Until gay couples can walk down any street hand in hand without fear of abuse, we have not reached our ultimate goal
Speaking during statements on the Constitutional Convention Report on Same Sex Marriage in the Dáil this evening (Tuesday), Fine Gael Cork South Central Deputy and Chair of the Party’s LGBT Group, Jerry Buttimer, said the progress that has been made over the last 20 years in advancing gay right has been remarkable but that a considerable amount of work still needs to be done if we are to create an Ireland in which all people, gay and straight, are treated equally.
“In the last 20 years, we have moved from being a country where being lesbian or gay was seen in only in the context of shame; where gay people were criminals in the eyes of the State; where many lesbian and gay people had to leave Ireland in order to find the space to be themselves; and who were not permitted to share their real selves with their families and friends.
“We are now at a point where lesbian and gay couples can openly celebrate their love and commitment through civil partnerships. However, we have yet to reach a point where gay couples can walk down the street in any town or village in Ireland, hand in hand, without fear of being subjected to abuse.
“In April, the Constitutional Convention debated the issue of same sex marriage and the generosity, openness and respect with which these issues were discussed was heartening. During the debate, people gave serious consideration to the type of Ireland they wanted to see, one which they have a unique role in shaping. The delegates voted overwhelmingly to recommend that this Ireland, our new Ireland, should ensure equal treatment of lesbian and gay couples and that the law should take account of their family structures and make provisions to protect them.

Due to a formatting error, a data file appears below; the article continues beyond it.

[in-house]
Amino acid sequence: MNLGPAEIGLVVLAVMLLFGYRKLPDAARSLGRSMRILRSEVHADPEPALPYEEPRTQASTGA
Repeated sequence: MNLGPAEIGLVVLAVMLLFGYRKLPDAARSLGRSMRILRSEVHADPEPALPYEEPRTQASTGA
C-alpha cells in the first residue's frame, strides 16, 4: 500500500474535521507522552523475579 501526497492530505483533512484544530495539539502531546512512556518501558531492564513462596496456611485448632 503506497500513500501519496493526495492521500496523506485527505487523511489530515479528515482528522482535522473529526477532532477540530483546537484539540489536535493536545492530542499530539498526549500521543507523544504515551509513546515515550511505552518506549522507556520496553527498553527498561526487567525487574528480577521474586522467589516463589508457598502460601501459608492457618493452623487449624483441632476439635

“On the back of this, Minister Shatter is bringing forward the Family Relationships and Children Bill next year which will deal with adoption for lesbian and gay couples in 2014 and the Government has committed to putting a referendum to the people on same sex marriage in the first half of 2015.
“In giving this commitment, the Government is sending a loud signal that it believes in an Ireland that cherishes all citizens equally, recognising that we all benefit from fair treatment and from equal status in the eyes of the law; allowing lesbian and gay couples the right to be civilly married in Ireland and affording their relationships the same protection and recognition in our Constitution is the best way of achieving that goal and fostering an open, tolerant and respectful Ireland.”